The Man Who Would Be King and Other Stories

  • by Rudyard Kipling
  • Narrated by Sean Barrett
  • 9 hrs and 35 mins
  • Unabridged Audiobook

Publisher's Summary

In a remote part of 19th-century Afghanistan, two British adventurers pursue their ambition to rule an empire. Using betrayal, threats, and guns, they win the respect of a primitive tribe and become worshipped as gods until one day they draw blood, and the game is up. "The Man Who Would Be King" is an action-packed tale about the pitfalls of colonialism and the temptations and evils of power. This volume also includes the stories "The Phantom Rickshaw", "The Strange Ride of Morrowbie Jukes", "The Mark of the Beast" and many more.

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Customer Reviews

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Worth a Second Read

Where does The Man Who Would Be King and Other Stories rank among all the audiobooks you’ve listened to so far?

The Man Who Would Be King and Other Stories is among the best short story collections I have listened to so far. The stories were so condensed and crafted that I listened to the book back-to-back to pick up all of the nuances of details I had missed in my first reading.


What other book might you compare The Man Who Would Be King and Other Stories to and why?

I would compare The Man who Would Be King and Other Stories to Ray Bradbury's collections, because they were both great storytellers. However, Kipling's focus on India during the height of British colonial empire lends his stories the air of the exotic and the political.


What about Sean Barrett’s performance did you like?

Sean Barrett performed the hundreds of characters with craft and creativity, especially women, children, soldiers, Muslims, Hindus, and Sikhs. There were many castes and classes of characters he had to voice over a broad range of Anglo-Indian society at that time. When I heard Barrett, I heard India.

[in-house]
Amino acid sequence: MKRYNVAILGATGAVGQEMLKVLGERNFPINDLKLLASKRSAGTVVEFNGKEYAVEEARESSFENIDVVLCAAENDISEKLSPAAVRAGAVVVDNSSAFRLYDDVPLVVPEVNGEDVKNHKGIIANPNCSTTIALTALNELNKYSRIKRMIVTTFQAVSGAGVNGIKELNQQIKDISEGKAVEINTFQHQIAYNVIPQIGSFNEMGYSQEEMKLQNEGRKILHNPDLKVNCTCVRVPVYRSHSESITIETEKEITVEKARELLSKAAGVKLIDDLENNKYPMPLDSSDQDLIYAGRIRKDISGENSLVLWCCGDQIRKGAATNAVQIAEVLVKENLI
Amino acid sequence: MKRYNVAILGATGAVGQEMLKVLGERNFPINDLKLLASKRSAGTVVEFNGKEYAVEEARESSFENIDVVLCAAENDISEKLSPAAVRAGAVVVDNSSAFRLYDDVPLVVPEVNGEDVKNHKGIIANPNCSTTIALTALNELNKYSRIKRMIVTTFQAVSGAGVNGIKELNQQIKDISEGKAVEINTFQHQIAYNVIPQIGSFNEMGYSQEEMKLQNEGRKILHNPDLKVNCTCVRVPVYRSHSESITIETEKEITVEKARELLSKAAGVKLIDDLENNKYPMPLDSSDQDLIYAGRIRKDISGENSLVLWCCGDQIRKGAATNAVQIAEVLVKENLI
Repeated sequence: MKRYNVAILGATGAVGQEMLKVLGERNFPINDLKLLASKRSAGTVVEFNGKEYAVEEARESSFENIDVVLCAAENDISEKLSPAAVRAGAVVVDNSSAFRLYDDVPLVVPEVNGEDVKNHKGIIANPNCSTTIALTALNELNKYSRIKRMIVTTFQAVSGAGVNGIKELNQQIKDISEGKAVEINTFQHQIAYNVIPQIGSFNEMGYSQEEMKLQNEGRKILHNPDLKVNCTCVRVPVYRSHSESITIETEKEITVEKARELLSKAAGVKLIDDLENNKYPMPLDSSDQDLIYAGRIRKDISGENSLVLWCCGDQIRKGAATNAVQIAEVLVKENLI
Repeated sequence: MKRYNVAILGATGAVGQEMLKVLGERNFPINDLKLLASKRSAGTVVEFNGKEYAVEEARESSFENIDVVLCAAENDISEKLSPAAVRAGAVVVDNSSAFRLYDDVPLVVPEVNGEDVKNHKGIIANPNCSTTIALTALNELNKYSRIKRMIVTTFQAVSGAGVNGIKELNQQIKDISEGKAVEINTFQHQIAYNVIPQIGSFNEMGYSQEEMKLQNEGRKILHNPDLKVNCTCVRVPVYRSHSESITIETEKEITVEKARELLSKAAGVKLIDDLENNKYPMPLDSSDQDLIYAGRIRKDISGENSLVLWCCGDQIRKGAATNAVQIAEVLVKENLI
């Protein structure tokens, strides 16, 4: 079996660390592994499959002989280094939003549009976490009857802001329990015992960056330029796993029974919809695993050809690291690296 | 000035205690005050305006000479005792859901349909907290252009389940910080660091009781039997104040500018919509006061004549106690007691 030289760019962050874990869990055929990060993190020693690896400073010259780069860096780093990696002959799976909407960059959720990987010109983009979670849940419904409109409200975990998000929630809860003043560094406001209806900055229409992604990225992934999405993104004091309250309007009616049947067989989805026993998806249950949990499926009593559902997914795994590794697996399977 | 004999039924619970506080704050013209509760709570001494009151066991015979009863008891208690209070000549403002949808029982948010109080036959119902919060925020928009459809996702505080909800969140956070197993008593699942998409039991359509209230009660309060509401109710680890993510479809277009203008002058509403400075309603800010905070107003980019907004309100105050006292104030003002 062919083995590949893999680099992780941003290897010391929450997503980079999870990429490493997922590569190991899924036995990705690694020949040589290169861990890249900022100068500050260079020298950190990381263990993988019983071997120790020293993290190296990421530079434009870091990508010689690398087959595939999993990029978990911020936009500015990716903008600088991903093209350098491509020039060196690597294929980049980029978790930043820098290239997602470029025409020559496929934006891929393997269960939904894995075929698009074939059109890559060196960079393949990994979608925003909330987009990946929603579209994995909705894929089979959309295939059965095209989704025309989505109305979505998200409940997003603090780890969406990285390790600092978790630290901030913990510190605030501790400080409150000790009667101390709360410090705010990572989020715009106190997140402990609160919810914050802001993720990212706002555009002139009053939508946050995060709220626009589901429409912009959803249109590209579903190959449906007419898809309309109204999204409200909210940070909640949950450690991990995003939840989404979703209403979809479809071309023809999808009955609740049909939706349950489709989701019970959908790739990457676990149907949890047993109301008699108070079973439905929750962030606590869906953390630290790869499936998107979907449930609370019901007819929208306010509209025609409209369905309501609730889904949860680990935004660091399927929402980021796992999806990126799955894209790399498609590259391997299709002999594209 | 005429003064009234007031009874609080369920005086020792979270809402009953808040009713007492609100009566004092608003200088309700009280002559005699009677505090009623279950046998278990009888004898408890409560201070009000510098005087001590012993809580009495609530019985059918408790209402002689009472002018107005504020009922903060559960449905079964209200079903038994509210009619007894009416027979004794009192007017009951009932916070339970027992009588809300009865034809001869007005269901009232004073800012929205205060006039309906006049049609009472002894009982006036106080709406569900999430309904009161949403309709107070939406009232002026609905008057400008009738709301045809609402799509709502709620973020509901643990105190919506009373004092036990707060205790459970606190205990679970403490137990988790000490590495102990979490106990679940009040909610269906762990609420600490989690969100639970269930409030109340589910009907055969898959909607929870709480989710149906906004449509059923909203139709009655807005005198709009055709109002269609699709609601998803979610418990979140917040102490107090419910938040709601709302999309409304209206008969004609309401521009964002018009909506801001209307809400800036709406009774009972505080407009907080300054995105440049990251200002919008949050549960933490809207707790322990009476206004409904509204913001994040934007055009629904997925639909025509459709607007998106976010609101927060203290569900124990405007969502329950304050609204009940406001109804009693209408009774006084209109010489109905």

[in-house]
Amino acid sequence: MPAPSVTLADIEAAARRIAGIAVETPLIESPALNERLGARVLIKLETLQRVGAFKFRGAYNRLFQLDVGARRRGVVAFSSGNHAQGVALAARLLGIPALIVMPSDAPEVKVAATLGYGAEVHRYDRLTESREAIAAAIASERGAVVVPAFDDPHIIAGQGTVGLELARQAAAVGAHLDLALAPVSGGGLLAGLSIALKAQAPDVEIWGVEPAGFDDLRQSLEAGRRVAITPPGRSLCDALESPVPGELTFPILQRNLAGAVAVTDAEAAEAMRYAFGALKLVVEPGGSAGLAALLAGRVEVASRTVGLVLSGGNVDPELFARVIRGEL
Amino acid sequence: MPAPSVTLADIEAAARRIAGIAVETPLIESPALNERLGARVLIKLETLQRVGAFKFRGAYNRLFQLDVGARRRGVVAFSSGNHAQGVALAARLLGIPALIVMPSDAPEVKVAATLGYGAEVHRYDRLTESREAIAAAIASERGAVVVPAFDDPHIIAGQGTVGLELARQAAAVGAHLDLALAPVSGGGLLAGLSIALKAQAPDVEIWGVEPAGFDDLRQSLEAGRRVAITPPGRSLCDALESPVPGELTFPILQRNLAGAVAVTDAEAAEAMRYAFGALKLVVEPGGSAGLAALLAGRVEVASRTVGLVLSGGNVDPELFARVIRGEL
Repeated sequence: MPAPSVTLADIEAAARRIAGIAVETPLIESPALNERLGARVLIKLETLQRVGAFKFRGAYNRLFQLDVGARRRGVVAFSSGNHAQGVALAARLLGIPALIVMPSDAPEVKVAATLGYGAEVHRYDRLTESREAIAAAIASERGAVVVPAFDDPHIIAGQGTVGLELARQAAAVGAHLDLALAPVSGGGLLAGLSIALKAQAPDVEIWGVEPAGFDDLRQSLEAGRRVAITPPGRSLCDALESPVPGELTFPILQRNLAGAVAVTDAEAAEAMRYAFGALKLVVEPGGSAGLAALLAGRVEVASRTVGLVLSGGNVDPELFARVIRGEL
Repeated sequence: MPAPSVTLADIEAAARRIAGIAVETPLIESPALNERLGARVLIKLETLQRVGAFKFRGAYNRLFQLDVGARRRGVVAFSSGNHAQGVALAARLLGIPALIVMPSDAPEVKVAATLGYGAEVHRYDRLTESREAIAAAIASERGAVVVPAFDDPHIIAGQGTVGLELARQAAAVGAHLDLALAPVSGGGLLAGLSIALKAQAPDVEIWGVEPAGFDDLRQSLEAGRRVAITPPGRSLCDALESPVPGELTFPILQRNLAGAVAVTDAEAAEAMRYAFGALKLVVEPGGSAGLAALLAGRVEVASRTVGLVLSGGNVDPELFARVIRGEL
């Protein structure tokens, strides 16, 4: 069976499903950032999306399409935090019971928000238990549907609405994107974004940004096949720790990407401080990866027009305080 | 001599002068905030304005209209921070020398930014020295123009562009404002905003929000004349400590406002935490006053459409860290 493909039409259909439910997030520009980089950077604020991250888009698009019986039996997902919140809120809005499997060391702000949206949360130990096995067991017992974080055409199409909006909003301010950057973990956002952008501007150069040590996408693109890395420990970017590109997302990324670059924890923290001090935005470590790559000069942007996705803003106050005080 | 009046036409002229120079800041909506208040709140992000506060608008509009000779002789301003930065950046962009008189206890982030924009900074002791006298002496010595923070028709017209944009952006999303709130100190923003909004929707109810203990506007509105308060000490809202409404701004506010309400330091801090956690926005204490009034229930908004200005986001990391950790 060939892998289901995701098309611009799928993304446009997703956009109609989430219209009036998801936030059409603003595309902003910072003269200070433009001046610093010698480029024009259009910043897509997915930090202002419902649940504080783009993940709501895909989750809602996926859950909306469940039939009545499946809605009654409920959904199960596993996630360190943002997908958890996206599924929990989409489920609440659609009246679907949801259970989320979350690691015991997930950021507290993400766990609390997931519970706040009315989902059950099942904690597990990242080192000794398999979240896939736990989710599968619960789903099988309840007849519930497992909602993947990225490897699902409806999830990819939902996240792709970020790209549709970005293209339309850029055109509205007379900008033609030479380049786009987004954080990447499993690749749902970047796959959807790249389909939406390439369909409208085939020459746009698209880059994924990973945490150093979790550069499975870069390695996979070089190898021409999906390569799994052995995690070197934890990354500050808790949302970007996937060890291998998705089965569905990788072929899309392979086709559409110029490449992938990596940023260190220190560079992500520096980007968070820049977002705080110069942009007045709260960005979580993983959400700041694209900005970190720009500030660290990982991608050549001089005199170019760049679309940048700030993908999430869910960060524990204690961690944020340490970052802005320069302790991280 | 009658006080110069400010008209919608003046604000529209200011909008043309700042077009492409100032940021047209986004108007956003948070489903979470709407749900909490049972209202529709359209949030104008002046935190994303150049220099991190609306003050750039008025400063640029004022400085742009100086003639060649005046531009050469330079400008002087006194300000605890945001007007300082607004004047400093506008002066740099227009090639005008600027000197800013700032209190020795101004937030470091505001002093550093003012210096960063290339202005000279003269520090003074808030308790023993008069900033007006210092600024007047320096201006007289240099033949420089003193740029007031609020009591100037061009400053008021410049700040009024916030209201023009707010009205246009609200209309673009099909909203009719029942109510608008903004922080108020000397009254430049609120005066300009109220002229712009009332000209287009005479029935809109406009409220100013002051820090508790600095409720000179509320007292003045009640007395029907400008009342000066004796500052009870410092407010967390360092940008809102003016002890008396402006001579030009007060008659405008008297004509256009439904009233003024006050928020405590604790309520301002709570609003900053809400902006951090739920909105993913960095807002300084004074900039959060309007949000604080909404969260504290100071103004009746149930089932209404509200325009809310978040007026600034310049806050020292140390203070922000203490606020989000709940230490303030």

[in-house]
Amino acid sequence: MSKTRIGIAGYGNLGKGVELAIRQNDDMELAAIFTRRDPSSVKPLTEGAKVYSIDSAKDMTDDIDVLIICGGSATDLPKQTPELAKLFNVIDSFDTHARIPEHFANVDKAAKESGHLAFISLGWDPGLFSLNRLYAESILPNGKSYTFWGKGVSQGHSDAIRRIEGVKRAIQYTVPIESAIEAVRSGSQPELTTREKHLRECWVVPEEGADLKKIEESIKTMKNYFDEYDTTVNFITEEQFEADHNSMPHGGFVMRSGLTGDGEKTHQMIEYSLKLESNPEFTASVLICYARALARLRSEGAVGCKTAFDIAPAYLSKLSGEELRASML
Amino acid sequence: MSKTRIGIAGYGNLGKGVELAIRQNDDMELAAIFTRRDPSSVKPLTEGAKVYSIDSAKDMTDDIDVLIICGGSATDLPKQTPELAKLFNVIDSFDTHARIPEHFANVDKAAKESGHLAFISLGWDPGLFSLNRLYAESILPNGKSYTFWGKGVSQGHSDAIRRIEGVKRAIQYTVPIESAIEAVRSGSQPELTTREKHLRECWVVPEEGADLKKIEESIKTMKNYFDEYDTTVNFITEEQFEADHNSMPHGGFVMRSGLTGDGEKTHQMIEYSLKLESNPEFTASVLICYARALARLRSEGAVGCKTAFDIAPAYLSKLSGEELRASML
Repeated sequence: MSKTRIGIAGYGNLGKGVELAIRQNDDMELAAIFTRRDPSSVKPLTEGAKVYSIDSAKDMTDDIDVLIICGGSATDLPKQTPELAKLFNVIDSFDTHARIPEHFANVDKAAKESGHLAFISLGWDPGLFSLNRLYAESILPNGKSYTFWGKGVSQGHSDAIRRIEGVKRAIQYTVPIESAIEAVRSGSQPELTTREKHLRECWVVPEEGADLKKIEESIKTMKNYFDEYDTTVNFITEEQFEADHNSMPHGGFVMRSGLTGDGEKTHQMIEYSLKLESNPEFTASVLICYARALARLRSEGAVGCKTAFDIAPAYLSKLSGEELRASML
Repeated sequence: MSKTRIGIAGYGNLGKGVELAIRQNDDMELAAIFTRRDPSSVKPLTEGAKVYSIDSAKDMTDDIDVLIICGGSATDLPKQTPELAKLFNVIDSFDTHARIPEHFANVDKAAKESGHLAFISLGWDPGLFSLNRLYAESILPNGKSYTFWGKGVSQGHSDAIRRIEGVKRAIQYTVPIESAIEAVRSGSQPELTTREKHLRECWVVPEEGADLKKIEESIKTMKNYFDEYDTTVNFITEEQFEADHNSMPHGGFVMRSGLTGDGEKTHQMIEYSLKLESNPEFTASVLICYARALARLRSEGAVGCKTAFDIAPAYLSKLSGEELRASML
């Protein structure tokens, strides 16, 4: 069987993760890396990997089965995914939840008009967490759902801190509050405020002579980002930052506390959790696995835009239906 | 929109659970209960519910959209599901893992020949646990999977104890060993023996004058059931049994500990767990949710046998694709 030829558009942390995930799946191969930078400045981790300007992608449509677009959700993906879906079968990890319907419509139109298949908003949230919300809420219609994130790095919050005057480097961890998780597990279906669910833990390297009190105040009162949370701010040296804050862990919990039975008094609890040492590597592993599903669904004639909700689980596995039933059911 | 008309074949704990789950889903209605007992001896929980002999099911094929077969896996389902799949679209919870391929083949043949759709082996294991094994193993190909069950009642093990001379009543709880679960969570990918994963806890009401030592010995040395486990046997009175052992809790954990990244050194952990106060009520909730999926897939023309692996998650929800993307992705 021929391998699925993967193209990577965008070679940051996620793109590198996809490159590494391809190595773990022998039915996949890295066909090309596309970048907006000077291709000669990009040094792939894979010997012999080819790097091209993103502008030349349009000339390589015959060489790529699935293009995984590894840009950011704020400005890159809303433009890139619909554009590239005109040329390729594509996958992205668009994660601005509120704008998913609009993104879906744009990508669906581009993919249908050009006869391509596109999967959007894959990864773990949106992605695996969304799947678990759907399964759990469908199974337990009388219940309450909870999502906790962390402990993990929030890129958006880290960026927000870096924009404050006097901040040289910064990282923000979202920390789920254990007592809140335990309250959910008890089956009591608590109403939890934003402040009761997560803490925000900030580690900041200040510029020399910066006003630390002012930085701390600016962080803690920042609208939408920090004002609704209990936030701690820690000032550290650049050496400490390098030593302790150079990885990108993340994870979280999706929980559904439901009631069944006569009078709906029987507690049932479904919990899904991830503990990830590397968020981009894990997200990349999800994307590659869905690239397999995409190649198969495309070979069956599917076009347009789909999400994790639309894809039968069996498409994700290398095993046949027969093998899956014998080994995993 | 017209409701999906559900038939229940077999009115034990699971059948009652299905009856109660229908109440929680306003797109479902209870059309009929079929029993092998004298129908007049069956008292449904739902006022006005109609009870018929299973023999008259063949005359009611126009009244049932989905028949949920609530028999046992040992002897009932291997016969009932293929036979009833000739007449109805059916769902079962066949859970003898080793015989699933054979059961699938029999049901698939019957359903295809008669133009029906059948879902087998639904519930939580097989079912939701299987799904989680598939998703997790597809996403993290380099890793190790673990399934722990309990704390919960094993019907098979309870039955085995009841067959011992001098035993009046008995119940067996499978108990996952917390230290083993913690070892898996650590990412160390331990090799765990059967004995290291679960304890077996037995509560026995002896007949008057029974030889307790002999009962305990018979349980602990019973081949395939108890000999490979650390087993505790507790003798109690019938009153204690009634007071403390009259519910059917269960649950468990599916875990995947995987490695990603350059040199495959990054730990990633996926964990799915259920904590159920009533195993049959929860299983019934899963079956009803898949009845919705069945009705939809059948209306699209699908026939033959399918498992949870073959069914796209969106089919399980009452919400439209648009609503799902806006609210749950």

If you could take any character from The Man Who Would Be King and Other Stories out to dinner, who would it be and why?

If I could talk any character from The Man Who Would Be King and Other Stories out to dinner, I would take Kipling himself. He had served as a reporter and correspondent in India. Any reporter and correspondent that served in his stories represented him, eager to hear stories in this exotic land in a time of conflict. Stories literally walked into the door of this reporter's office. A dinner with him would be fascinating because he would regale me for hours. As a storywriter myself, I would ask him questions about his craft.


Any additional comments?

Read and listen to Kipling's books. He is an exemplary short story writer and a pioneer of its form.

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- Andre "I am a live storyteller who devours huge amounts of audio books to study classics and new books so I can tell new stories."

Book Details

  • Release Date: 05-06-2015
  • Publisher: Naxos AudioBooks